“Leverage” finishes strong

I wrote back in early January that “Leverage” seemed to be getting better, and then Will Harris had a chance to spend 10 minutes interviewing Christian Kane (who plays Elliot Spencer on the show), just before the two-part season finale aired.

After watching the finale, I think it’s safe to say that the show finished strong. The two-parter focuses on Nathan Ford (Timothy Hutton) and his obsession with taking down the head of the insurance company (that he used to work for) that failed to pay a claim that might have saved his son’s life. We meet Nathan’s ex-wife, Maggie (Kari Matchett), and Nathan’s rival at the insurance company, Sterling (Mark Sheppard), makes for a good foil.

Sure, the gang relies on a house-of-cards type progression to get through most of their jobs, but if you don’t spend too much time thinking about how ridiculous some of these plot points are, the show can be quite enjoyable. (I especially like the budding romance between Parker and Hardison.)

The series definitely has an “Ocean’s Eleven” and “Hustle” (BBC) feel to it, though I think that it would work better as the occasional two-hour movie than it does as a television series. (However, I do applaud TNT for limiting the season to 13 episodes — I would be frightened to see what kind of filler we’d get if it ran 22+ episodes.) TNT already greenlit a second season, so new viewers can dive in without fear that it will be canceled.

  

You can follow us on Twitter @moviebuffs and on Facebook as well.

Related Posts

“Leverage” seems to be getting better

In the interests of full disclosure, I would have cut “Leverage” from my playlist after a ridiculous second episode (“The Homecoming Job”) if not for the insistence of my wife, who liked the first two episodes a whole heck of a lot more than I did. The premiere was solid, even if it was a little rough around the edges. It’s understandable that a show that tries really hard to be cute (a la “Ocean’s Eleven”) might struggle at the start as the relatively unknown actors get used to playing their characters and working with each other. In “Ocean’s Eleven,” audiences already knew and liked Brad Pitt and George Clooney, and had seen them acting “cute” dozens of times before, so their act went over well.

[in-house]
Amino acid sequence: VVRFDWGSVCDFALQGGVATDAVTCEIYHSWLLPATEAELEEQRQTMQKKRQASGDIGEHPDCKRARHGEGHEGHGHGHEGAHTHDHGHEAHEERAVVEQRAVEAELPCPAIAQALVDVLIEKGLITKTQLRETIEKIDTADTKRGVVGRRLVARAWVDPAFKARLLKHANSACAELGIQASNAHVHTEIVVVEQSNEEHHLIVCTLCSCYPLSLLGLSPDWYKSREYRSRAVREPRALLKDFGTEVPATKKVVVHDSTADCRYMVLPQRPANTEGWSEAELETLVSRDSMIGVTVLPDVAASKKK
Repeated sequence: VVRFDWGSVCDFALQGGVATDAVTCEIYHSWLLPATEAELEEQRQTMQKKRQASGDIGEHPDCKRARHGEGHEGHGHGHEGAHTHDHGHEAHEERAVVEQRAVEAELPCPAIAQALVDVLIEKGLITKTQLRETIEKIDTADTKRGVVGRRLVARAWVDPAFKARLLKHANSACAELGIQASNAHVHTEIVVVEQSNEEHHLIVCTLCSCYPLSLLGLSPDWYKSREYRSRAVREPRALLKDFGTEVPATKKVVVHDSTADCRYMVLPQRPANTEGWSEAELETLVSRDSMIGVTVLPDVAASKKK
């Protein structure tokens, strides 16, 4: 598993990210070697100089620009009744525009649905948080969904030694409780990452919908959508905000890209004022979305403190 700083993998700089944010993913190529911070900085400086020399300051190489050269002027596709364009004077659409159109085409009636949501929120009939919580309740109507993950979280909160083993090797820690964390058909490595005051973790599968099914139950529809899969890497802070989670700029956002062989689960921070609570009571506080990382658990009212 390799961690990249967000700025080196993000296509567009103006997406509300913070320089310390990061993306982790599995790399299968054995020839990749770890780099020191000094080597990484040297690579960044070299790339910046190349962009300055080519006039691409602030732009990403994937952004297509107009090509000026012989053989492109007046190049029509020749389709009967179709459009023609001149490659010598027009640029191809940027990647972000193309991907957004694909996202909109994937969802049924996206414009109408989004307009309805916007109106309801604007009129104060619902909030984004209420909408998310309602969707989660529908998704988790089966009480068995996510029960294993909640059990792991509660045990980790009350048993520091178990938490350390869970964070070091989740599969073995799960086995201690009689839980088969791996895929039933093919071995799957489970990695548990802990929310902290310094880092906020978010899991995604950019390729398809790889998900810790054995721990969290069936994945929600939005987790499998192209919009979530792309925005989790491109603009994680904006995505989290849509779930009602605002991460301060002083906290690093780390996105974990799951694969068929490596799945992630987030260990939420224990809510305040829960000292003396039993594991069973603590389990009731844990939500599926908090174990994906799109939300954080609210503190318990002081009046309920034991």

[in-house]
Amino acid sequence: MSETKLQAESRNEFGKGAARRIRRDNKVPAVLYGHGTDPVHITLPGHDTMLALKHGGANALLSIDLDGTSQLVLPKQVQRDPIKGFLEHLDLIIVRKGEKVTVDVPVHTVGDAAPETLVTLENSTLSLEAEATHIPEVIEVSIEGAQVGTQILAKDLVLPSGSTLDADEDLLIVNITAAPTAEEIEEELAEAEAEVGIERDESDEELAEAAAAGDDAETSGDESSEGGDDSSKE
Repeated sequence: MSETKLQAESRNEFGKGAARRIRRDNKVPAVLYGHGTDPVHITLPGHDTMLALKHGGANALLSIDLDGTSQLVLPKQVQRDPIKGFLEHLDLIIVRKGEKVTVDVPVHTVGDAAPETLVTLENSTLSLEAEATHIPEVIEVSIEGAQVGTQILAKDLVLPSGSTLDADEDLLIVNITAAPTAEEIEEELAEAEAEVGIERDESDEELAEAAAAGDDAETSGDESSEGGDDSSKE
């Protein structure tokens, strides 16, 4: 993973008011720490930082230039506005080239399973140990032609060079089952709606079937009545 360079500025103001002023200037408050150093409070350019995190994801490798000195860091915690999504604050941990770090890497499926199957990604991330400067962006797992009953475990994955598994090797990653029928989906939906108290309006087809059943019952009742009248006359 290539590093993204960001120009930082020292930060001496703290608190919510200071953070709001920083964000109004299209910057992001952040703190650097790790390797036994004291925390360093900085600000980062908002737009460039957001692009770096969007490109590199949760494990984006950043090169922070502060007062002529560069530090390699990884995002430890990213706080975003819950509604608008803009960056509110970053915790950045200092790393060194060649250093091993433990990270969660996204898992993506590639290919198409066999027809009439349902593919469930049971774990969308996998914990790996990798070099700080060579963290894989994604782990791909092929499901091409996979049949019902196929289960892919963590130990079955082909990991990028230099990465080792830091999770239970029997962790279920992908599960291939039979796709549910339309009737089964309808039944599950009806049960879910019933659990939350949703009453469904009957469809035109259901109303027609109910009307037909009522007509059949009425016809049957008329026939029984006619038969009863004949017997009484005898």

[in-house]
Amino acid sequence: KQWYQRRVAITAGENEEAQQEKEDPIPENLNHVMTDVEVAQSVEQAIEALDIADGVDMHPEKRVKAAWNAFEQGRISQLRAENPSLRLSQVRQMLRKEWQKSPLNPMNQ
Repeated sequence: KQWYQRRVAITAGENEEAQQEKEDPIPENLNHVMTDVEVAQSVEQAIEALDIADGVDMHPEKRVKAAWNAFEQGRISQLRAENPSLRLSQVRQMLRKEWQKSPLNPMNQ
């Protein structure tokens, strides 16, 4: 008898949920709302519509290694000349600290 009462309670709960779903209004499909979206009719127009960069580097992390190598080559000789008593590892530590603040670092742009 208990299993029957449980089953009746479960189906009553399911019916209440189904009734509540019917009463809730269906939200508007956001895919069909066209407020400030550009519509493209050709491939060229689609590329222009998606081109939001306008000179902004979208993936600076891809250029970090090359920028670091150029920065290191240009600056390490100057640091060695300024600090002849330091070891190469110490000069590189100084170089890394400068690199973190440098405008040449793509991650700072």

But I’m getting ahead of myself. “Leverage” is a TNT drama, which (for me) has been a little hit or miss when it comes to original scripted series. I am hooked on “The Closer,” but was never able to get into “Saving Grace” and was too annoyed by Mark-Paul Gosselaar’s distractingly long hair in the promos for “Raising the Bar” to even bother with that show. (I did enjoy the paramedic drama, “Saved,” but it was canceled after only one season.) “Leverage” is about a group of thieves that decide to go the Robin Hood route by enacting their own brand of justice on those that would take advantage of others.

At the center of the show is Timothy Hutton, whom I’ve liked since the days of “Turk 182” and “Beautiful Girls.” He plays Nathan Ford, a former insurance investigator who recently lost his son when the company he worked for wouldn’t cover his son’s experimental procedure. He enlists the help of four criminals — a con artist, a cyberthief, a cat burglar and a martial arts expert — to, and I quote, “pick up where the law leaves off.”

“Leverage” tries very hard to be witty, and it often hits the mark. There was the aforementioned second episode, however. At one point, Ford and his beautiful con artist cohort had to create a distraction at the L.A. shipping docks. So they pose as an obnoxious couple on vacation, complete with Hawaiian shirts and awful attitudes. They were even dragging their luggage around the shipping docks of L.A. — in a post-9/11 world. It was simply ridiculous.